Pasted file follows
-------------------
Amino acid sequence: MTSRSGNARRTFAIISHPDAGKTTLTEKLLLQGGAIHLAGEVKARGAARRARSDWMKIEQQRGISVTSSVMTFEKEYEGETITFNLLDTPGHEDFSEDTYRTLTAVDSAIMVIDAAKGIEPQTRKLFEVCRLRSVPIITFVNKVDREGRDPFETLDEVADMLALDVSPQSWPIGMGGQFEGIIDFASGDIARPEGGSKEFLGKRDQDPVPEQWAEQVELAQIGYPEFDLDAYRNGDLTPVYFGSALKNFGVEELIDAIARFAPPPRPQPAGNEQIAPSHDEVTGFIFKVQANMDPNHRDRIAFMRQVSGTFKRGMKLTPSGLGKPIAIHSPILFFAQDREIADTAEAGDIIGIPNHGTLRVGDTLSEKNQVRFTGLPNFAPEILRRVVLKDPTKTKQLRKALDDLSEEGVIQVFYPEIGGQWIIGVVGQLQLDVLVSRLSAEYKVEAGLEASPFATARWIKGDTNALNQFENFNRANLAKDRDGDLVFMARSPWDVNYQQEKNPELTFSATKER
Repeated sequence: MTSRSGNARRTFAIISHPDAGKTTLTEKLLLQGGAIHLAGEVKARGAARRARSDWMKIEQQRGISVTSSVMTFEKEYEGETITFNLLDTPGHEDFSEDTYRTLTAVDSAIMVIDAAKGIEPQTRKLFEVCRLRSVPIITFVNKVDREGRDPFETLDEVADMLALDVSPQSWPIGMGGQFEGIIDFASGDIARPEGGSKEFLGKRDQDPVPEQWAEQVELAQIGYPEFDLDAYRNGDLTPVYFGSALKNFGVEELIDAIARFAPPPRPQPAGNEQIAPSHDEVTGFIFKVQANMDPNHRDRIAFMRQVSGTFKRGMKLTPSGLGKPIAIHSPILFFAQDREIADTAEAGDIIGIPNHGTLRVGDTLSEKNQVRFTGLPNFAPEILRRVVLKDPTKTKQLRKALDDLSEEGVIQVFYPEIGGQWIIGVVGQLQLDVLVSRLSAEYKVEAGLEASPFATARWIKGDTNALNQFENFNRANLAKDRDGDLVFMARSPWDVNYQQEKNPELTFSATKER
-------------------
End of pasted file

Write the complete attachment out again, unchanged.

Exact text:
Amino acid sequence: MTSRSGNARRTFAIISHPDAGKTTLTEKLLLQGGAIHLAGEVKARGAARRARSDWMKIEQQRGISVTSSVMTFEKEYEGETITFNLLDTPGHEDFSEDTYRTLTAVDSAIMVIDAAKGIEPQTRKLFEVCRLRSVPIITFVNKVDREGRDPFETLDEVADMLALDVSPQSWPIGMGGQFEGIIDFASGDIARPEGGSKEFLGKRDQDPVPEQWAEQVELAQIGYPEFDLDAYRNGDLTPVYFGSALKNFGVEELIDAIARFAPPPRPQPAGNEQIAPSHDEVTGFIFKVQANMDPNHRDRIAFMRQVSGTFKRGMKLTPSGLGKPIAIHSPILFFAQDREIADTAEAGDIIGIPNHGTLRVGDTLSEKNQVRFTGLPNFAPEILRRVVLKDPTKTKQLRKALDDLSEEGVIQVFYPEIGGQWIIGVVGQLQLDVLVSRLSAEYKVEAGLEASPFATARWIKGDTNALNQFENFNRANLAKDRDGDLVFMARSPWDVNYQQEKNPELTFSATKER
Repeated sequence: MTSRSGNARRTFAIISHPDAGKTTLTEKLLLQGGAIHLAGEVKARGAARRARSDWMKIEQQRGISVTSSVMTFEKEYEGETITFNLLDTPGHEDFSEDTYRTLTAVDSAIMVIDAAKGIEPQTRKLFEVCRLRSVPIITFVNKVDREGRDPFETLDEVADMLALDVSPQSWPIGMGGQFEGIIDFASGDIARPEGGSKEFLGKRDQDPVPEQWAEQVELAQIGYPEFDLDAYRNGDLTPVYFGSALKNFGVEELIDAIARFAPPPRPQPAGNEQIAPSHDEVTGFIFKVQANMDPNHRDRIAFMRQVSGTFKRGMKLTPSGLGKPIAIHSPILFFAQDREIADTAEAGDIIGIPNHGTLRVGDTLSEKNQVRFTGLPNFAPEILRRVVLKDPTKTKQLRKALDDLSEEGVIQVFYPEIGGQWIIGVVGQLQLDVLVSRLSAEYKVEAGLEASPFATARWIKGDTNALNQFENFNRANLAKDRDGDLVFMARSPWDVNYQQEKNPELTFSATKER